The Four F’s of a Successful Concept & Prototype Phase
What are the odds your new product will be on the market in two years?
A report from Nielsen showed that new products generally have only a 10% chance of succeeding. Booz & Allen puts the new product failure rate at 66% and Doblin Group says a whopping 96% of innovations fail to return ROI.
The natural next questions then is why are so many new products failing and what can I do to avoid being part of these statistics?
In the majority of cases, product failure can be attributed to the work (or lack of work) done in the early stages of the product lifecycle. In an earlier post, we talked about a strategic approach to effective ideation – the first stage of the product lifecycle. But here, we are going to tackle the Concept and Prototype Stage, the crucial step following ideation. The key outcome of the Concept and Prototype Stage is to analyze and refine your product concept to reduce your risk of failure and ensure that you are moving forward into development with an adoptable product solution.
As a product lifecycle management (PLM) solutions provider, our clients talk to us about designing, developing and launching products every day. The problem is that the focus is so heavily on the development and launch of a product that they postpone talking about (or even executing) on the upfront work that can ultimately aid in the product’s future success.
In our experience, we know that to be successful at launch, you need to nail down the details of your product’s form, fit, function and feasibility – the “Four F’s” of successful concept and prototyping. By making sure your product is meeting stakeholders’ needs in all of these areas, you can better ensure a successful product launch and beyond.
FORM: Aesthetics are just as important as technology.
U.S. Based Defense Company
Logic PD helped this customer create a soldier communication and tracking device. Size and weight of the device were the biggest restrictions as soldiers already carry gear that typically weighs 60 to 100 pounds. To promote user adoption of the device from the start, Logic PD tested several concepts with users to determine the ideal size, weight and body placement.
As a result, Logic PD and the client designed and developed a wrist-worn device, leveraging the latest technology to promote a small form factor. By getting to know the target users’ job task and work environment, we were able to help the client deploy an effective communication device that was easily adopted by soldiers stationed all over the world.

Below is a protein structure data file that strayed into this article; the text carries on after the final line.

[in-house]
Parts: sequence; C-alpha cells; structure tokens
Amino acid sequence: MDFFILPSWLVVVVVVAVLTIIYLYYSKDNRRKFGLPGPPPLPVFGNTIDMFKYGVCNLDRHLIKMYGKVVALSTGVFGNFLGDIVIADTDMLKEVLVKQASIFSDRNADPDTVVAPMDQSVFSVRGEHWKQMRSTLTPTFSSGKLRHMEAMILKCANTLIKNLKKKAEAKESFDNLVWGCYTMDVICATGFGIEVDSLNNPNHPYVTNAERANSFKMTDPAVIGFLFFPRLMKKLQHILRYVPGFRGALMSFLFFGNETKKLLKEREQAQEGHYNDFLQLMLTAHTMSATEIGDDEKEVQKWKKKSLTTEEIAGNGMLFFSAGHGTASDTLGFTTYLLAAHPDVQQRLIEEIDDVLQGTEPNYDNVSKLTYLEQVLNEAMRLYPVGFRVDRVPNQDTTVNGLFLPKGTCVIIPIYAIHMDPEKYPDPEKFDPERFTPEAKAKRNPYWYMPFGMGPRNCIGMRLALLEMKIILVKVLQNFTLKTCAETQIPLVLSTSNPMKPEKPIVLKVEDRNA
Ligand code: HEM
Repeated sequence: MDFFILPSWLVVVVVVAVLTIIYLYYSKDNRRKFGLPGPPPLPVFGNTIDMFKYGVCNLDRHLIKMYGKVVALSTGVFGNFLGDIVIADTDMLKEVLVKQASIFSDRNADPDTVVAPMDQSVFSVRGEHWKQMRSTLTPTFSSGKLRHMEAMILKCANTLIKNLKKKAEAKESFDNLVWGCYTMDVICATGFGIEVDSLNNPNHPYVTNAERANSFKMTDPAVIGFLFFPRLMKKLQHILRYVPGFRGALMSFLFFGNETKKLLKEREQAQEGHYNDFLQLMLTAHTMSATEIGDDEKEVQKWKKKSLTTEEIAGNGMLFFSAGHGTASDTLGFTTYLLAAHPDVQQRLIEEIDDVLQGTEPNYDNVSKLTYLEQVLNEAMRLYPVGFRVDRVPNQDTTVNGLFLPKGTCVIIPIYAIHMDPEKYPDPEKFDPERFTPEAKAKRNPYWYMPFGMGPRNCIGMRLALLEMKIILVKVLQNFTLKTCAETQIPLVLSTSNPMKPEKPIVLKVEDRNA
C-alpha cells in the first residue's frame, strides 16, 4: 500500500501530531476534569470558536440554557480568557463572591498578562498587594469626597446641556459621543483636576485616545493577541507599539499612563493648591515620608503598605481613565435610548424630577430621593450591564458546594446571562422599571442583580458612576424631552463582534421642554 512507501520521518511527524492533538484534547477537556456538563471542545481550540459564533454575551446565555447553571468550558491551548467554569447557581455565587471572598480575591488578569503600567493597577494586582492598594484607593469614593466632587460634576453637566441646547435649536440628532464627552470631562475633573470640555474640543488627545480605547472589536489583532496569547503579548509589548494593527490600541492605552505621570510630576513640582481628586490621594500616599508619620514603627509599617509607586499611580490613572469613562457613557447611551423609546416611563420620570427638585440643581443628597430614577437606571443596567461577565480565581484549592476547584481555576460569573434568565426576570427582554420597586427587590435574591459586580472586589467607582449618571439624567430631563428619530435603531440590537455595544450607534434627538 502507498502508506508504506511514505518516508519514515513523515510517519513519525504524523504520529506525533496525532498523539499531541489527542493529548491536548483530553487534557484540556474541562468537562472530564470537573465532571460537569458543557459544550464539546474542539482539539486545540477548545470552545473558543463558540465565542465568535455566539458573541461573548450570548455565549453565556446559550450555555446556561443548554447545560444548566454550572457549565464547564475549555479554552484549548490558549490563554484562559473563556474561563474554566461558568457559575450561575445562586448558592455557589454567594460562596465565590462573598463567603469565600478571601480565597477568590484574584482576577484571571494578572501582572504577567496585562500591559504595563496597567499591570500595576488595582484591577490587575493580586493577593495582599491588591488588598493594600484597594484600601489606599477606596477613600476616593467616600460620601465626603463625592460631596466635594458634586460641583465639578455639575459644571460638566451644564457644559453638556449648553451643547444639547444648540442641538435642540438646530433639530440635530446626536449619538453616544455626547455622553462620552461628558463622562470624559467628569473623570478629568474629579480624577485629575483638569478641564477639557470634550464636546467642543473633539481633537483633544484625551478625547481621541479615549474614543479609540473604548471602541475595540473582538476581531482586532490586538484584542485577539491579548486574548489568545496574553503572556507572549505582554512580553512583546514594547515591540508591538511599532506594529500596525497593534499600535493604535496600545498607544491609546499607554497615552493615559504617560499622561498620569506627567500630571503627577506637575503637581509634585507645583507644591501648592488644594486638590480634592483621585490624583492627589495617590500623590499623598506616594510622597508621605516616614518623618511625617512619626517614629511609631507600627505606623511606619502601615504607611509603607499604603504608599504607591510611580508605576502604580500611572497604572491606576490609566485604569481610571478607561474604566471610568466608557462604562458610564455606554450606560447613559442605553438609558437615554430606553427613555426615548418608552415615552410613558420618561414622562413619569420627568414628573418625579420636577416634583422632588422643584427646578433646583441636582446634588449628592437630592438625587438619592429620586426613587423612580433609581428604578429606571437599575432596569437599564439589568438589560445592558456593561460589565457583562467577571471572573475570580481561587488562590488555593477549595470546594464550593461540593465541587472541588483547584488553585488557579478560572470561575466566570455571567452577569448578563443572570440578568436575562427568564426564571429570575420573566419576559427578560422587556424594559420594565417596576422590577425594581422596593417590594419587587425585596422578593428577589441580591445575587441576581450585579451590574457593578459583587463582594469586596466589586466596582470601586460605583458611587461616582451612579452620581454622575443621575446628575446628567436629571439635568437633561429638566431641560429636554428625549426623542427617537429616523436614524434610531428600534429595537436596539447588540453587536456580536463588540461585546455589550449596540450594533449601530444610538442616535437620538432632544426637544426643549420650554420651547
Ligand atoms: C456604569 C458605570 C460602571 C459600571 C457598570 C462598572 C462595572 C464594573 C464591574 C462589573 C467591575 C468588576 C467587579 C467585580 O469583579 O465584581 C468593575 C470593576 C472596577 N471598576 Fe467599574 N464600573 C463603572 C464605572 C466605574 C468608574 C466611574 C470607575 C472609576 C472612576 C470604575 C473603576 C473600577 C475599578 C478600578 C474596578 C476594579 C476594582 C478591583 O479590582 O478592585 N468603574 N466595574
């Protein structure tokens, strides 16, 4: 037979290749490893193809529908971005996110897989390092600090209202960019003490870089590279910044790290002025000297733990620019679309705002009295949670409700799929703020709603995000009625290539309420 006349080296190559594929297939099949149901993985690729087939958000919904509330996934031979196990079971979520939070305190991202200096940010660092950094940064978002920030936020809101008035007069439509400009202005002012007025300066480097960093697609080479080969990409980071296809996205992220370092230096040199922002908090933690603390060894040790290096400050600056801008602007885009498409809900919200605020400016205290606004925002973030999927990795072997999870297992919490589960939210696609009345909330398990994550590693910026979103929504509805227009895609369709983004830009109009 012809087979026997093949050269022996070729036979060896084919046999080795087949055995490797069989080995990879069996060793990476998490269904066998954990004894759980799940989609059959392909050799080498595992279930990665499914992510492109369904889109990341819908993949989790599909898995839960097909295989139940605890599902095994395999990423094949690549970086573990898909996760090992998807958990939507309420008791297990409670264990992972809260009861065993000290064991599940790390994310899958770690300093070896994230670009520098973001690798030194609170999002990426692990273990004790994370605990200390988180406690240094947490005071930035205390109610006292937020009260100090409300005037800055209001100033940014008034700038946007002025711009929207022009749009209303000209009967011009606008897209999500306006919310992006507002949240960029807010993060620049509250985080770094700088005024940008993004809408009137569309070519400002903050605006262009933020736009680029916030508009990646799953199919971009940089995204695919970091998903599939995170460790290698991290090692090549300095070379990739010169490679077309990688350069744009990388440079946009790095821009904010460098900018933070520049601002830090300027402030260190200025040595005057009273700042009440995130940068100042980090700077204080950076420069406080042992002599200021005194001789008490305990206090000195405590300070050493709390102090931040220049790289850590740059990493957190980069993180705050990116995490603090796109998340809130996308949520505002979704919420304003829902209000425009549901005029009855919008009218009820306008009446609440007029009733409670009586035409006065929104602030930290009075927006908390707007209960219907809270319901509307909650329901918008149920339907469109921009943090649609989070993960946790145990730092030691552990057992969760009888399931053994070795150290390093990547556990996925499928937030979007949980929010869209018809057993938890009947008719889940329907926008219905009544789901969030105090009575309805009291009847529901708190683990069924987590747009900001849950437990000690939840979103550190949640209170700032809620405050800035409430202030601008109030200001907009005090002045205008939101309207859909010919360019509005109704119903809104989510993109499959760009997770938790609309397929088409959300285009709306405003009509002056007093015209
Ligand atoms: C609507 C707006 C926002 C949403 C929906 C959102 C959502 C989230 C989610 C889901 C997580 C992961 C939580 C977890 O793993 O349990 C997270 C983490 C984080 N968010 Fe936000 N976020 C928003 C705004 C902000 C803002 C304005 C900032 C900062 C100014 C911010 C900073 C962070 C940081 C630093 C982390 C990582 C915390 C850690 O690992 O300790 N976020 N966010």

FIT: Your product needs to fit seamlessly into user’s lives and improve them, too.
Global Heating & Air Conditioning Company
This client came to Logic PD to update their building climate control systems with smart technology. Initial work in the Concept and Prototype Stage revealed that the new smart control panel would be used in varying harsh environments; most notably used in the chiller plant of an industrial building.
As a result, the Logic PD team developed concepts that would tolerate harsh environments, but also be easy to use for those interacting with the control panel. The final design was a durable enclosure that meets IP56 environmental protection standards and an ergonomic arm that allows the control panel to be viewed from various heights and angles. An LCD screen displays all necessary operator controls, giving the operator a more user-friendly experience and provides immediate visibility into the performance of the system.
Configuration studies completed during the Concept & Prototype Stage helped the client deliver a product that fit the needs of today’s building managers.
FUNCTION: If users can’t quickly understand how to use your product, it’s toast.
Global Medical Device & Solutions Company
This client developed a digital patient management device to collect information from patients’ pacemakers freeing them from frequent visits to the doctor. Patients, however, found the device difficult to set up and use.
Turning to us for help, Logic PD generated a variety of design concepts to test functionality of the device with real users to optimize displays, buttons, iconography, packaging and communication. The final product design and concept eliminated many of the barriers to adoption and delivered a quality user experience for patients to enable adoption of the product worldwide.
FEASIBILITY: Just because your product is innovative, doesn’t mean there’s a market for it.
Recreational Fitness Company
Logic PD was chosen as a complete product lifecycle partner for the development of a device to help athletes track performance metrics. By tracking athletes’ precise location, distance, force and more the device could help athletes improve their game.
During the Concept & Prototype Stage of the lifecycle, the client and Logic PD determined the market conditions were not ideal for this product launch. After delaying work for over six months, the client came back to complete development and launch the product. By delaying the launch, the client was able to introduce their product in better market conditions and during peak time to help ensure success.
Some products are created in the philosophy “If I build it, they will come.” Unfortunately, in today’s market, that philosophy is a recipe for disaster. Companies that have success launching products today are those that put in the hard work up front in the early stages of the product lifecycle to ensure that the form, fit, function and feasibility of the product are not only what users and consumers need, but want.